I. Did the district court err in selecting the starting date for the accrual of prejudgment interest?

II. Did the district court err in selecting the ending date for the accrual of prejudgment interest?

III. Did the district court err in using the interest rate and method of calculation provided by Minn. Stat. § 549.09 to calculate prejudgment interest?

IV. Did the district court err in denying Hancuh interest on his loan to Trapp?


In Minnesota, both statute and common law govern the award of prejudgment interest. Minn. Stat. § 549.09 (1996); Potter v. Hartzell Propeller, Inc., 291 Minn. 513, 518, 189 N.W.2d 499, 504 (1971). The construction of a statute is a question of law that we review de novo. Lolling v. Midwest Patrol, 545 N.W.2d 372, 375 (Minn. 1996). But issues underlying the application of the statute, including whether a claim is liquidated, readily ascertainable, or unliquidated, are questions of fact. See Spinett, Inc. v. Peoples Natural Gas Co., 385 N.W.2d 834, 841 (Minn. App. 1986). A district court's findings of fact will not be reversed unless clearly erroneous. Minn. R. Civ. P. 52.01.


Prior to 1984, prejudgment interest was available only on liquidated claims and on unliquidated claims if the amount was readily ascertainable. Casey v. State Farm Mut. Auto. Ins. Co., 464 N.W.2d 736, 739 (Minn. App. 1991), review denied (Minn. Apr. 5, 1991). In 1984 the legislature extended the availability of prejudgment interest to provide that preverdict, preaward, or prereport interest on pecuniary damages, except as otherwise provided by contract or allowed by law, shall be computed from the time of the commencement of the action. Minn. Stat. § 549.09, subd. 1(b) (1996).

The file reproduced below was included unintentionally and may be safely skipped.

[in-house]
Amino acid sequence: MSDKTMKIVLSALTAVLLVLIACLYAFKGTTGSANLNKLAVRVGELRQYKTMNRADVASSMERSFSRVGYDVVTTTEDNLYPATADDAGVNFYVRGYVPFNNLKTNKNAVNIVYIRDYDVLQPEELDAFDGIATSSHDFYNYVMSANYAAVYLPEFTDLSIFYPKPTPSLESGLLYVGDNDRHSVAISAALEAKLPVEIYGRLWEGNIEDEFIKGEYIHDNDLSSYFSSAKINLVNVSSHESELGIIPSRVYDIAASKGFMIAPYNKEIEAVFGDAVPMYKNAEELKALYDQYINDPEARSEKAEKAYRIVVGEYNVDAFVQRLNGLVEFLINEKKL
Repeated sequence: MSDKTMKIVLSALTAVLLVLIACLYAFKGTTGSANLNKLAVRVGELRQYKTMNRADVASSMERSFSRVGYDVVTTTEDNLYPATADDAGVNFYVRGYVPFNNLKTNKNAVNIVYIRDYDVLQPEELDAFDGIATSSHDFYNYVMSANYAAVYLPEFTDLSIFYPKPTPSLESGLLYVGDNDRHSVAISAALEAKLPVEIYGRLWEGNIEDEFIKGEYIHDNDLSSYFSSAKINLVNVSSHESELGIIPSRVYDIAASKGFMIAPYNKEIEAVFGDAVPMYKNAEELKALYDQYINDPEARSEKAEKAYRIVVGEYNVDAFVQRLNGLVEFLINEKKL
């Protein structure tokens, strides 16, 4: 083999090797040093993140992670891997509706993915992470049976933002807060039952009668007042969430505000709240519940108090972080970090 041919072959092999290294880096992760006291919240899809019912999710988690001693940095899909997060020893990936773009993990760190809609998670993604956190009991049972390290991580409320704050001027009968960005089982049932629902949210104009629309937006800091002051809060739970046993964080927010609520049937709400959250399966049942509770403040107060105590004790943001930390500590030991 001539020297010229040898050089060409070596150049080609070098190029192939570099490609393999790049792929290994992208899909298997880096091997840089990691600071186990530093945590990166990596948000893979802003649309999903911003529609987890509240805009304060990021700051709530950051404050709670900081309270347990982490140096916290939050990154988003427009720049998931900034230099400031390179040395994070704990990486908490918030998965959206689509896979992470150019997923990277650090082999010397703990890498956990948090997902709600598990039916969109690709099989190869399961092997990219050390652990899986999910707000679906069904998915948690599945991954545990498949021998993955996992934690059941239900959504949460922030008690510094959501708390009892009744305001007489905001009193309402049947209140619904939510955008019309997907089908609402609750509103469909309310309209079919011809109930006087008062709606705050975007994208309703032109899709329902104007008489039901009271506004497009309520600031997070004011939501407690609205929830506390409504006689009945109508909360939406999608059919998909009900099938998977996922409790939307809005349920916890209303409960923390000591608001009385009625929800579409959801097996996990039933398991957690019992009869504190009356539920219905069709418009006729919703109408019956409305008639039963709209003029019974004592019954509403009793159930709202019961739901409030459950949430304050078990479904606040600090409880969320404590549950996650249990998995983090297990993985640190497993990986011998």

By making an exception for prejudgment interest “allowed by law,” the legislature supplemented, but did not replace, the existing common law allowing prejudgment interest. Seaway Port Auth. v. Midland Ins. Co., 430 N.W.2d 242, 252 (Minn. App. 1988); see Spinett, 385 N.W.2d at 840. The exception is significant because, at common law, prejudgment interest begins to run on a liquidated and on a readily ascertainable unliquidated claim when it arises. ICC Leasing Corp. v. Midwestern Mach. Co., 257 N.W.2d 551, 556 (Minn. 1977) (equating liquidated claims and readily ascertainable unliquidated claims). Under the statute, prejudgment interest does not begin to run until an action is brought or when a written demand is made, whichever is first. Minn. Stat. § 549.09, subd. 1(b).

The district court applied the prejudgment interest statute to compute the interest on the value of Trapp's partnership from the commencement of the action. Id. Trapp contends that the interest should be computed under the common law from the date his claim arose (when his partnership interest was seized) because it is a liquidated or readily ascertainable unliquidated claim.

Prejudgment interest from the time the claim arises is appropriate when the amount demanded can be ascertained by computation or reference to generally recognized standards and does not depend on a contingency. Jostens, Inc. v. CNA Ins., Continental Cas. Co., 336 N.W.2d 544, 546 (Minn. 1983). The district court found that the value of Trapp's partnership interest and the method of valuing it were sharply disputed throughout the litigation and, because the value had to be determined by litigation, it was neither liquidated nor readily ascertainable.